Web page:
As UAVs proliferate, and the demands of counter-insurgency fights force militaries to look at arming new kinds of aircraft, a number of manufacturers and governments are looking to develop precision-guided “mini-missiles” and glide weapons. Raytheon’s 33+ pound, 42 inch long Griffin is a member of that class, and comes in 2 versions.
The Griffin-A version is currently in use as part of American roll-on armed kits for its C-130 Hercules transports. It’s dropped out of “gunslinger” tubes, providing precision firepower from the rear ramp. The Griffin B is a forward-firing weapon that can be launched from land, naval, or aerial platforms. Either way, the missile packs a 13 pound blast-fragmentation warhead, and uses a combination of GPS/INS and a semi-active laser seeker for guidance. Griffin-B is currently a candidate to equip the Littoral Combat Ship’s surface warfare module.
Griffin was privately developed, and Raytheon took pains to re-use components from existing weapons like the AIM-9X Sidewinder air-air missile, and the Javelin anti-tank missile.
The Griffin’s estimated range is similar to the larger AGM-114 Hellfire: about 3.5 miles if surface-launched without a booster motor, rising to 12.5 miles or more if fired from an aerial platform at altitude. That’s fine for aerial platforms, as Griffin A/B offers them the ability to carry more Griffins than Hellfires, and achieve similar reach and precision, with less collateral damage.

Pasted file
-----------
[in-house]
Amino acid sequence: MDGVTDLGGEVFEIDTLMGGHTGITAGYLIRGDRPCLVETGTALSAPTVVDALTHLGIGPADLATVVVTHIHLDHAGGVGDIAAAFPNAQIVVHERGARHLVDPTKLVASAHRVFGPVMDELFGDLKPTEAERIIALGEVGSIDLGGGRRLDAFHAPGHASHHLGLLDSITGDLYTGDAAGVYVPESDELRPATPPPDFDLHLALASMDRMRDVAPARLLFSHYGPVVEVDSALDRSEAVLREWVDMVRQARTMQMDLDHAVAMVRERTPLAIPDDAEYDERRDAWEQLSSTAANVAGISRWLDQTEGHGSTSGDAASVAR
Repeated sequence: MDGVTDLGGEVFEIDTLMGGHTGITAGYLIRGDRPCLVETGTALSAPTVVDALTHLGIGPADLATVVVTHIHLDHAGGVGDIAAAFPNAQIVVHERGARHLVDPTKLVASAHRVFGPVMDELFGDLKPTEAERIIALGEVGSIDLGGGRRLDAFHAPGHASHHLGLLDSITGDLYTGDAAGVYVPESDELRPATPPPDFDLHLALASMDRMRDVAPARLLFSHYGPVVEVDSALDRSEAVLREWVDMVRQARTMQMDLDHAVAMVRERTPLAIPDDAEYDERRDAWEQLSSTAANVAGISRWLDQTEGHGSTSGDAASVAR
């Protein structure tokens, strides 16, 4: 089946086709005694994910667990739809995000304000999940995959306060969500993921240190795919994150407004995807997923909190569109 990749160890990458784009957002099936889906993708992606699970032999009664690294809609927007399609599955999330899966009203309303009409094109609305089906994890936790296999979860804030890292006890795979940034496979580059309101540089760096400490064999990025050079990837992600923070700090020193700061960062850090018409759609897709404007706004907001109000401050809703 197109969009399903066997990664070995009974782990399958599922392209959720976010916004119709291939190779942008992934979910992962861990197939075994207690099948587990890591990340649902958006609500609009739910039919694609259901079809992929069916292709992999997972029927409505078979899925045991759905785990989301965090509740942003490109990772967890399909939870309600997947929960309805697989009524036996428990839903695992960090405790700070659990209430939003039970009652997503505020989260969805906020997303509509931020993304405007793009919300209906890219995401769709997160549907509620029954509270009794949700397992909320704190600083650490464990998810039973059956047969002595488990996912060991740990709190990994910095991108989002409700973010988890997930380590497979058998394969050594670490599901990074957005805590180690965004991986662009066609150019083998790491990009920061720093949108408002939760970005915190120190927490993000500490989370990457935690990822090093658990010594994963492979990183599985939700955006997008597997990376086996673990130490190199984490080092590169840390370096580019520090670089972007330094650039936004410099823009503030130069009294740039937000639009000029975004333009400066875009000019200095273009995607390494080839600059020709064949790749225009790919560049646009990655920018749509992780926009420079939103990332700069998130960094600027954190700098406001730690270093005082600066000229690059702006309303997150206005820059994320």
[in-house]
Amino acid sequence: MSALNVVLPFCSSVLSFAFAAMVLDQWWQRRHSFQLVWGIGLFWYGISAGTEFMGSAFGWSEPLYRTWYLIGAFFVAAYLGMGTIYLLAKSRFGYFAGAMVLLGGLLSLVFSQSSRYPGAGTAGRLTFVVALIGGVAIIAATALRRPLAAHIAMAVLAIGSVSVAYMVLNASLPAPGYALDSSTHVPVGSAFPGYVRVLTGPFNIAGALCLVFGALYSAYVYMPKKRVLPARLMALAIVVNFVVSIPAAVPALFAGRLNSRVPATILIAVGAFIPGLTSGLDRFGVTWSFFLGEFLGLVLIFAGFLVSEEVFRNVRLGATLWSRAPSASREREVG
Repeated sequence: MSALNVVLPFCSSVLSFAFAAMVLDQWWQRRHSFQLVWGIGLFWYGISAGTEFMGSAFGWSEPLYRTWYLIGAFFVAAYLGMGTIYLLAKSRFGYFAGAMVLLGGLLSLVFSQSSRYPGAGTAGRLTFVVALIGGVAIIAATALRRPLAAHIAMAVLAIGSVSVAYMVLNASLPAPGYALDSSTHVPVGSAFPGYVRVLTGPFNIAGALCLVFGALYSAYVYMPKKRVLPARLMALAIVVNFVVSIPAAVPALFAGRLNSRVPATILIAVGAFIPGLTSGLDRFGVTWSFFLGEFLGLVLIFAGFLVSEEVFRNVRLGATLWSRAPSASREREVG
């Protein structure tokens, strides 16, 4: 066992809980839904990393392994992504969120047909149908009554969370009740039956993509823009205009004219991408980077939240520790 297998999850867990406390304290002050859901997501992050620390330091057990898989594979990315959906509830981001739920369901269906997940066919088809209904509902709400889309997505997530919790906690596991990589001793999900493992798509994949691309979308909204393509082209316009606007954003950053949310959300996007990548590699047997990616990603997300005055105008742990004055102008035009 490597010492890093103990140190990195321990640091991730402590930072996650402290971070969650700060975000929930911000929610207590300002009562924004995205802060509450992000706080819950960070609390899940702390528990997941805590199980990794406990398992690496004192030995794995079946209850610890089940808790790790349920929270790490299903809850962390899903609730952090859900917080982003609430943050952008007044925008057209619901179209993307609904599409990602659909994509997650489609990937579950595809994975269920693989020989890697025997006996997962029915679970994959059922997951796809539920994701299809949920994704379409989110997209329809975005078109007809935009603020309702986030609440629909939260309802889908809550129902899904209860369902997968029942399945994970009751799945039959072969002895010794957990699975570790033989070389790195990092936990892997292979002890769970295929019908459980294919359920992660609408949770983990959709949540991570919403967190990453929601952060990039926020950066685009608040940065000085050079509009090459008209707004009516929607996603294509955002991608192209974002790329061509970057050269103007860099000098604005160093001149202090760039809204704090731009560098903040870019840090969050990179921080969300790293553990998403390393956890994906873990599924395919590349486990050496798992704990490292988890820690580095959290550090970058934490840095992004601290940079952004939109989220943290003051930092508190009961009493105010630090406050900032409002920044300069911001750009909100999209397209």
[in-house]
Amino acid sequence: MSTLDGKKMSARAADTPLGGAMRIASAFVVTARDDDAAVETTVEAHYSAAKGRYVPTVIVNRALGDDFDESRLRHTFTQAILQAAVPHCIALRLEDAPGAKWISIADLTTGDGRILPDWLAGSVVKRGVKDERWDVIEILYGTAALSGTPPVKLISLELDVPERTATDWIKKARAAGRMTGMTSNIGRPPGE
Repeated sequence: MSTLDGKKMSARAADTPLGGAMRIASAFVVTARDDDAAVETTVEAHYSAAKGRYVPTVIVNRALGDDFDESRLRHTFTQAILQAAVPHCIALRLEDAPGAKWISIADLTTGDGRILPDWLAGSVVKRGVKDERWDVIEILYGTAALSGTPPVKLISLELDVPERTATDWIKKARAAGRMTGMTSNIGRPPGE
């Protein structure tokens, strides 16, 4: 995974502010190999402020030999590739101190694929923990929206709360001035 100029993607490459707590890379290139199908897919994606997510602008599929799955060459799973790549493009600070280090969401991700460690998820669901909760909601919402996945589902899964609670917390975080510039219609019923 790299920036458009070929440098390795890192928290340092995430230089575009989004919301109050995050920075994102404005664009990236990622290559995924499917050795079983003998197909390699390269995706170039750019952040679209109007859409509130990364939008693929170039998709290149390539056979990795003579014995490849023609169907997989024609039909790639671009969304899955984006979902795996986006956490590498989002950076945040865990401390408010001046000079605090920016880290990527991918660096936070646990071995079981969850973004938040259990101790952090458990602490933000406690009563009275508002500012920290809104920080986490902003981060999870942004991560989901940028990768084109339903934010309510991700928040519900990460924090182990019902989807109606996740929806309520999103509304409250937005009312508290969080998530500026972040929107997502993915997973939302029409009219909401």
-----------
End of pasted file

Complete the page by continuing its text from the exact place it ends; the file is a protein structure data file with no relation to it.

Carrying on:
There are still targets like tanks and some buildings, which will demand a larger AGM-114 Hellfire missile, or even a full-size AGM-65 Maverick missile or LJDAM bomb. In many cases, however, the Griffin offers a “just enough, for less” solution.
Confirmed Platforms: KC-130J Harvest Hawk, MC-130W Combat Spear, MQ-1 Predator UAV, MQ-8B Fire Scout VTUAV, MQ-9 Reaper UAV. Also tested using a ground-launch system, and the OH-58D Kiowa Warrior scout helicopter.
The Army is testing the 45-pound, powered Griffin B missile as an option for forward outposts. Raytheon’s own Javelin missile is already widely deployed, and offers similar range and firepower. Javelin is a rather expensive missile, and takes some time to activate and reload, but comes with advanced sensors that troops use independently. Griffin will have to compete on cost and response time/volume, in order to achieve acceptance. It ability to receive geo-cordinate cues from UAVs and other sensors, without the need for an operator to find the same target himself, may provide it with the edge it needs.
On the naval front, the picture isn’t as rosy. Griffin-B’s surface-launched range is less than 1/6th of the Raytheon NLOS-LS PAM’s planned 25 mile range, so replacing NLOS-LS with Griffin comes at a cost. This severe cut in reach, coupled with the warhead’s small size, will sharply limit the Littoral Combat Ship’s already-restricted ranged engagement options. Griffins would be suitable for engaging enemy speedboats, but cannot function as naval fire support for ground forces, or do much damage to full-size enemy vessels – most of which will pack large anti-ship missiles with a 50+ mile reach. This hasn’t stopped the Navy from designating the Griffin as an interim solution anyway, but unless it finds a future niche on small USVs, or as a roll-on kit for non-combatant and patrol ships, Griffin isn’t likely to have a big-ticket naval future.